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Harper and Oliver deliver Bay Street’s budget


April 22, 2015

The lapdogs at the Canadian Taxpayer Federation were quick to praise the Tories for having the “discipline to get back to a balanced budget.” But this discipline was imposed entirely on the 99% and our planet, in order to benefit the 1%.
 
To hide this wealth transfer the Tories had to resort to their usual doublespeak, as part of balancing the budget—which Finance Minister Joe Oliver says is “the only way to ensure long-term prosperity for Canadians.” But the Tories neither balanced the books in any arithmetic sense, nor did they release a budget in terms of an accurate portrayal of costs and cuts to people and the planet.
 
Corporate doublespeak
The Tories are delivering spending and cuts with doublespeak in an attempt to hide their true meanings:
* a $750 “Public Transit Fund” that will promote privatization
* $1.2 billion tax cut for “small business” that applies to any corporation making less than $10 million annually
* $8 billion “universal childcare benefit” that does nothing to ensure universal childcare and that will primarily benefit those without childcare costs
* $12 billion increase in “defence,” which will be used to launch offensive campaigns around the world like wars that have emboldened extremists in Libya and Iraq, or training (including of Nazis) in Ukraine
* “savings” by increasing the TFSA contribution to $10,000, which will disproportionately benefit the rich and cost the federal government as much as $15 billion annually
* $27 billion in health care transfers to the provinces over the next five years, which is actually a $36 billion cut
 
‘Balance’
The Tories hide all these gifts to Bay Street in the language of “balancing the budget,” a trick learned from Liberal Paul Martin when he savaged public spending in order to reduce corporate taxes and inflate military spending in the 1990s. Unifor economist Jim Stanford exposed the latest corporate arithmetic:
 
“It is entirely dependent on a fiscal sleight-of-hand. There is a $1.4 billion reported surplus. But that's only because the government diverted $2 billion out of its normal $3 billion contingency reserve (apparently things are so stable in the world economy these days there's no need anymore for so much symbolic "protection"). They siphoned $2.1 billion from the GM shares. And then perhaps most offensively of all, they raided $3.4 billion from the annual operating surplus of the EI system. (That surplus is created by the denial of benefits to over 60 per cent of unemployed Canadians; the appropriate response, especially with growing layoffs around the country, would be to fix that problem -- not raid the EI cookie jar.)  That makes a total of $7.5 billion in shell game transactions. Without those three fiscal tricks, the reported balance would be a $6.1 billion deficit -- not a $1.4 billion surplus.”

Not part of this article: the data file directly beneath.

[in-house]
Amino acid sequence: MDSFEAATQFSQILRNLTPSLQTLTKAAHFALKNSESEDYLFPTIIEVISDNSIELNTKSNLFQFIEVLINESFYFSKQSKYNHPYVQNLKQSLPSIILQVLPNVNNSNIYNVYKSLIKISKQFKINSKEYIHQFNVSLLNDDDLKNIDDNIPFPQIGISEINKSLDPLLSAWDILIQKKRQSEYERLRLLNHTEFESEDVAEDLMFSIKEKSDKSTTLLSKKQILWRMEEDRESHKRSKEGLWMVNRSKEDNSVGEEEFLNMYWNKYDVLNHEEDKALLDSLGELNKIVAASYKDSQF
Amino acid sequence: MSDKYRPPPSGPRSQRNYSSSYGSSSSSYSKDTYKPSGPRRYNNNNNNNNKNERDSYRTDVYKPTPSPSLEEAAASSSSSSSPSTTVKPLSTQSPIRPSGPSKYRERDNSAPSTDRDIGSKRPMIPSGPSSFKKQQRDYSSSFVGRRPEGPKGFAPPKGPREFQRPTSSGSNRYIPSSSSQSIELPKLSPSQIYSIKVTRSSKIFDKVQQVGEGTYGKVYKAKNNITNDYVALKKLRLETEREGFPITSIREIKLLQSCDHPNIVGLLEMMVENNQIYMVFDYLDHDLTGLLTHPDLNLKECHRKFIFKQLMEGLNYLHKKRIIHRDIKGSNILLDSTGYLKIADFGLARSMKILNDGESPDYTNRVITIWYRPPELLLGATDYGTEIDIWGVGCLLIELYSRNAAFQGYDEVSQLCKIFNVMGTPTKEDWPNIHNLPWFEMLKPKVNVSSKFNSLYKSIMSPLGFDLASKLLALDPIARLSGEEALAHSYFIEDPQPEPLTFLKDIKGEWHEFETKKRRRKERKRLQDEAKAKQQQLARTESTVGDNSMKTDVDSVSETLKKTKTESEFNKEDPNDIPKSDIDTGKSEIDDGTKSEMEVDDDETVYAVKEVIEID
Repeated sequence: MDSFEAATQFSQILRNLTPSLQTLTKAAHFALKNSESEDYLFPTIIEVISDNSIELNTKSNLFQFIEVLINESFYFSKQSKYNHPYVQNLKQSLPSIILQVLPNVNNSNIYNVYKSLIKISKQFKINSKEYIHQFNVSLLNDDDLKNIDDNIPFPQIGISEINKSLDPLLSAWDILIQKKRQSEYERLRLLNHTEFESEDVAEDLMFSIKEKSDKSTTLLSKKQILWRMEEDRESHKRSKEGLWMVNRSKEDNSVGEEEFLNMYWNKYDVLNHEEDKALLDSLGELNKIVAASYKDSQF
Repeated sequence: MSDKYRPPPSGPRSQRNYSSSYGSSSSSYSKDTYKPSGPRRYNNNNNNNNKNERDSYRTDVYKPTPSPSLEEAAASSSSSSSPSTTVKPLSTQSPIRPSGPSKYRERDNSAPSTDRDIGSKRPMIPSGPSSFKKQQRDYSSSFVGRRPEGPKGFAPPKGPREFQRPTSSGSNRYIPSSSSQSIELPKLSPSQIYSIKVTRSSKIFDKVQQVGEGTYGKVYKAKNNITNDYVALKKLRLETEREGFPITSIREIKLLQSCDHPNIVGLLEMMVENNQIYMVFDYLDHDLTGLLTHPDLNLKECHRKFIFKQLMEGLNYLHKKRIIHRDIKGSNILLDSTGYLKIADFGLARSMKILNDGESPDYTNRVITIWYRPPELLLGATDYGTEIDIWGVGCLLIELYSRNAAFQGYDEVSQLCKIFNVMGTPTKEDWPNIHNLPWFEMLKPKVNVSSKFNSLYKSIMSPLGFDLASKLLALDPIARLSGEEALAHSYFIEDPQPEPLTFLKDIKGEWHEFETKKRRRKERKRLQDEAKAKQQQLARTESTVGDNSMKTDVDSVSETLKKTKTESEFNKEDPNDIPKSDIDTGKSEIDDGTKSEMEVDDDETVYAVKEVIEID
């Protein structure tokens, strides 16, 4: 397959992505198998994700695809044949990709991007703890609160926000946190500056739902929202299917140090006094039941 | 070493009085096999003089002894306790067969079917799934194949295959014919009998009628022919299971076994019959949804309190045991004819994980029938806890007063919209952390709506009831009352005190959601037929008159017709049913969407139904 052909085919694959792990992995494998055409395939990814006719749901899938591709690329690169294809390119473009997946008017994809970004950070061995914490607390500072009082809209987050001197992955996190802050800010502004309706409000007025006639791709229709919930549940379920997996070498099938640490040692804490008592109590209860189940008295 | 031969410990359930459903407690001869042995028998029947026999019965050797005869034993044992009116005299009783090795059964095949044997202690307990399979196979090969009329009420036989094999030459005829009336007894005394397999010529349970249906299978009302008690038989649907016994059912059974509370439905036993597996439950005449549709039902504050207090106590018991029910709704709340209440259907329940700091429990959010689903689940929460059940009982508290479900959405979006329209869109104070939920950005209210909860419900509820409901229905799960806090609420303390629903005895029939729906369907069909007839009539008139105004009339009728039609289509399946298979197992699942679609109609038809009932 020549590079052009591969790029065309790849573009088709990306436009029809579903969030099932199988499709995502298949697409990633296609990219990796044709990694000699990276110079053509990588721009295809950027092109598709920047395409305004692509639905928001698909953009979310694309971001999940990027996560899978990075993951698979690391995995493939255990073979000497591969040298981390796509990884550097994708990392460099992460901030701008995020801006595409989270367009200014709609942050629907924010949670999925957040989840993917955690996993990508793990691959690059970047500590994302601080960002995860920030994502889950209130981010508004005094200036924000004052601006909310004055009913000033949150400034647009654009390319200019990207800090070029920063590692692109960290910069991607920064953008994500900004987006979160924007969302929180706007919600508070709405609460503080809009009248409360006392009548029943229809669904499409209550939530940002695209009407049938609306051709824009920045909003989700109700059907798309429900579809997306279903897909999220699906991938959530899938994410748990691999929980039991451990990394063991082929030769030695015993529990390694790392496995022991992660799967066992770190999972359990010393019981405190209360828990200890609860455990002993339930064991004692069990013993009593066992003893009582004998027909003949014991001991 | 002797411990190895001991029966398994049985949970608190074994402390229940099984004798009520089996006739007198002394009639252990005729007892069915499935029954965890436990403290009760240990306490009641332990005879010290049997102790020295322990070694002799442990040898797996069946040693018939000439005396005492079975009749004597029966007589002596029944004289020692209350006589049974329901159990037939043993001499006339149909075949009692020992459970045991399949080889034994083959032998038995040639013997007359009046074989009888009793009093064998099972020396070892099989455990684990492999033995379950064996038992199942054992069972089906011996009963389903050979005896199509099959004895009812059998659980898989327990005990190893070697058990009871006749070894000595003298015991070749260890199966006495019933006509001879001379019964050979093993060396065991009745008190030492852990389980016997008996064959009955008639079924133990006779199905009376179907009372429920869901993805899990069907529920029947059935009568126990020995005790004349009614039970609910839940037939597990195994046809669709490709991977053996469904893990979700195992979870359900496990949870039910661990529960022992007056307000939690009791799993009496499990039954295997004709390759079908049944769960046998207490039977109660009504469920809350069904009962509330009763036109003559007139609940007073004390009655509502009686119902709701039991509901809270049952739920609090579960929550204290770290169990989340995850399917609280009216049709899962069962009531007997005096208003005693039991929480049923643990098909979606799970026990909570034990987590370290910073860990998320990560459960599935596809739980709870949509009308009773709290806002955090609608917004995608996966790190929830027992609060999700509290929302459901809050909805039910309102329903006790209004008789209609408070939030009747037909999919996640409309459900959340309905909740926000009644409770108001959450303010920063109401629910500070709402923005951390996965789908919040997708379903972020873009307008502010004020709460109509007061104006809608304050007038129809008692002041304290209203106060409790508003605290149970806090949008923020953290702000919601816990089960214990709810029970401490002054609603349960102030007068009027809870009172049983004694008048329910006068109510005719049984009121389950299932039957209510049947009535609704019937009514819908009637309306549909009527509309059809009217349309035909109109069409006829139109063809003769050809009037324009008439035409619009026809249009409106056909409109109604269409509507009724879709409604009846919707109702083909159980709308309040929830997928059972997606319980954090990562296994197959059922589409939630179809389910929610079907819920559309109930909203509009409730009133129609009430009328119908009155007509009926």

Budget for people and the planet
Not only is the budget not balanced, but it’s hardly a budget. Despite the hundreds of pages in the document, what’s most shocking is what’s not included. As CUPE summarizes,
 
“There’s nothing to address the real priorities of working Canadians:
* Nothing to create good jobs, reduce inequality or boost the economy.
* Nothing to improve retirement security or public pensions, such as the CPP, or to improve Employment Insurance.
* Nothing to improve public health care.
* Nothing to increase the availability of affordable child care for families.
* Nothing to increase tax fairness or reduce inequality.”
 
Then there’s the climate budget that the Tories continue to unbalance through their billion dollar subsidies to the tar sands. There’s no accounting for the economic costs of climate change—which are projected to cost $5 billion in 2020 and up to $91 billion per by 2050—let alone the current damage that can’t be reduced to dollars in what’s being done to Indigenous communities through tar sands and fracking. While the more than 500 pages of the budget mentions oil more than 100 times, there is not one mention of First Nations or climate change.
 
There is $80 million for “safety and environmental protection and greater engagement with Canadians,” but this is given to the National Energy Board—infamous for rubber-stamping pipelines, ignoring safety and environmental protection and disregarding the free, prior and informed consent of First Nations. And the budget continues cuts to the Coast Guard, despite the recent spill in Vancouver.
 
The only way to ensure long-term social and economic prosperity for the 99% is to balance the climate budget with good green jobs and support for Indigenous communities leading the climate justice movement. This requires disciplining the 1% and their political representatives.
 
If you like this article, register for Rage Against the System, a weekend conference of ideas to change the world, April 24-26 in Toronto. Sessions include “Stopping Harper’s agenda,” “The fight for green jobs,” and “Labour and the fight against austerity.”

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